The Mercedes-Benz SLK has the right image, a posh cabin and it's easy to live with

Find Used Mercedes-Benz SLK 2011-2016 review deals
Offers from our trusted partners on this car and its predecessors...
Used car deals
From £4,899
Sell your car
In partnership with
Powered by

The formula is simple, and the Mercedes SLK has been milking it – in sales terms, at least – since it brought a folding hard-top to the class. Start with the right image, add a posh cabin and make it easy to live with.

Being fast helps, too, but these days a fashion-led roadster should arguably be leaning towards economy as well as excitement. By these rules, the new SLK should have about as broad an appeal as a compact roadster can muster, so broad is its range.

A fashion-led roadster should arguably be leaning towards economy as much as excitement

At the bottom end, the 181bhp SLK 200 forms the entry point for the SLK range, at around £30k in its base trim. The SLK 250 gets a 201bhp version of the same engine but adds over £4000 to the price, while the 3.5 V6 SLK 350 is another £10k again.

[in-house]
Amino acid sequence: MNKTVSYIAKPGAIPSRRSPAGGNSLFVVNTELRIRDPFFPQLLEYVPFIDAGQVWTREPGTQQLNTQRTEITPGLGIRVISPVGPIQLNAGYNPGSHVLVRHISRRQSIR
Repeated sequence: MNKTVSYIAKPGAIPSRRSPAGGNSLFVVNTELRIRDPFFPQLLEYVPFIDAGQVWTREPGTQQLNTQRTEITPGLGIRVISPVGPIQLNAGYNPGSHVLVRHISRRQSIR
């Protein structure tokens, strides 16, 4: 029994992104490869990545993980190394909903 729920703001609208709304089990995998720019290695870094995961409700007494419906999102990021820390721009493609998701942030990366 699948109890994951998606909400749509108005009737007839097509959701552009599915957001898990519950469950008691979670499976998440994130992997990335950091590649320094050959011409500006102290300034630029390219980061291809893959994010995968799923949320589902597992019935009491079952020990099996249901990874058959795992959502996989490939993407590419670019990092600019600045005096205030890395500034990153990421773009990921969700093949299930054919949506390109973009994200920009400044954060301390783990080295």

There's also the first ever diesel to find its way into the baby Mercedes roadster. The SLK 250 CDI gets the company’s twin-turbocharged diesel four-pot and seven-speed torque converter transmission as standard, plus impressive headline figures of 56.5mpg and 132g/km. A naturally aspirated 5.5-litre V8 SLK 55 AMG arrived early in 2012.

But it's the SLK 200 that has the most to prove. In this sub-£35k arena lies the broadest array of tough competition – some cheaper, some greener and some more powerful – and this will be the biggest-selling model.



Mercedes-Benz SLK side profile

The Mercedes SLK was a ground-up new model when introduced in 2011. Its looks were fairly evolutionary, and very successful if the opinions of all our testers are to be believed. The SLK is well proportioned, particularly given the awkward engineering problems thrown up by folding hard-tops. It’s undoubtedly desirable enough for the image-conscious audience it targets.

Underneath the body of the front-engined, rear-wheel-drive roadster, the SLK gets multi-link suspension all round, with passive dampers and coil springs as standard. Most models can be fitted with a ‘dynamic handling pack’, which brings with it active dampers that can also be adjusted for firmer response via a Sport setting on the dashboard, as well as sharper steering responses and a torque vectoring system that allows the car to activate any of the brakes individually to aid cornering.

The styling is a little fussy, but the SLK is well proportioned

Cars in AMG Sport trim also gets a 10mm suspension drop.